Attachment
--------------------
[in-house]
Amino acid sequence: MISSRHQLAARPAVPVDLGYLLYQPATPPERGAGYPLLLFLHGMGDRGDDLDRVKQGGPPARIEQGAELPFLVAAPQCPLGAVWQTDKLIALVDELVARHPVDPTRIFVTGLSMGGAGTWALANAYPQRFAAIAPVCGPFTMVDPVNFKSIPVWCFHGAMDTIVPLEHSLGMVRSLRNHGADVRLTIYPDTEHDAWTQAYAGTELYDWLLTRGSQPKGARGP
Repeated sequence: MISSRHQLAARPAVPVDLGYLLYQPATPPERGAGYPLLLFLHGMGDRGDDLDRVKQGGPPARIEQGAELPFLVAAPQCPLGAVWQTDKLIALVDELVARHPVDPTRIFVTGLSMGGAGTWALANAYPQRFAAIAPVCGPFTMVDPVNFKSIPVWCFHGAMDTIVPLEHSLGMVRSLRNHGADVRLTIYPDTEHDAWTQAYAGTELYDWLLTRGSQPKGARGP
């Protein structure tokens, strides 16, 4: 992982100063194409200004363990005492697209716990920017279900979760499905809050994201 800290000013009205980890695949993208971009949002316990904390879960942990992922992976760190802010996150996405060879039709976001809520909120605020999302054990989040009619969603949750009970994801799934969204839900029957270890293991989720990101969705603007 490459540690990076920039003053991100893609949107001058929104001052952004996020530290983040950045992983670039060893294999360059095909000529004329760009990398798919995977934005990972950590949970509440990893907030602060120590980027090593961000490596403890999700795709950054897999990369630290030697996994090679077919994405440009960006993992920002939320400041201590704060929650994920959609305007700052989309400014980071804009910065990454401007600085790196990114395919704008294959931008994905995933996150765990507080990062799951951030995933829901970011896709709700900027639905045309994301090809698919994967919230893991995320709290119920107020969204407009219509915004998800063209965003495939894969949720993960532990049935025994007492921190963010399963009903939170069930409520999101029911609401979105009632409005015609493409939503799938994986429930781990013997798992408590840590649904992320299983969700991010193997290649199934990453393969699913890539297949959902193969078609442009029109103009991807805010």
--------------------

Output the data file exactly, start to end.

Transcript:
[in-house]
Amino acid sequence: MISSRHQLAARPAVPVDLGYLLYQPATPPERGAGYPLLLFLHGMGDRGDDLDRVKQGGPPARIEQGAELPFLVAAPQCPLGAVWQTDKLIALVDELVARHPVDPTRIFVTGLSMGGAGTWALANAYPQRFAAIAPVCGPFTMVDPVNFKSIPVWCFHGAMDTIVPLEHSLGMVRSLRNHGADVRLTIYPDTEHDAWTQAYAGTELYDWLLTRGSQPKGARGP
Repeated sequence: MISSRHQLAARPAVPVDLGYLLYQPATPPERGAGYPLLLFLHGMGDRGDDLDRVKQGGPPARIEQGAELPFLVAAPQCPLGAVWQTDKLIALVDELVARHPVDPTRIFVTGLSMGGAGTWALANAYPQRFAAIAPVCGPFTMVDPVNFKSIPVWCFHGAMDTIVPLEHSLGMVRSLRNHGADVRLTIYPDTEHDAWTQAYAGTELYDWLLTRGSQPKGARGP
């Protein structure tokens, strides 16, 4: 992982100063194409200004363990005492697209716990920017279900979760499905809050994201 800290000013009205980890695949993208971009949002316990904390879960942990992922992976760190802010996150996405060879039709976001809520909120605020999302054990989040009619969603949750009970994801799934969204839900029957270890293991989720990101969705603007 490459540690990076920039003053991100893609949107001058929104001052952004996020530290983040950045992983670039060893294999360059095909000529004329760009990398798919995977934005990972950590949970509440990893907030602060120590980027090593961000490596403890999700795709950054897999990369630290030697996994090679077919994405440009960006993992920002939320400041201590704060929650994920959609305007700052989309400014980071804009910065990454401007600085790196990114395919704008294959931008994905995933996150765990507080990062799951951030995933829901970011896709709700900027639905045309994301090809698919994967919230893991995320709290119920107020969204407009219509915004998800063209965003495939894969949720993960532990049935025994007492921190963010399963009903939170069930409520999101029911609401979105009632409005015609493409939503799938994986429930781990013997798992408590840590649904992320299983969700991010193997290649199934990453393969699913890539297949959902193969078609442009029109103009991807805010």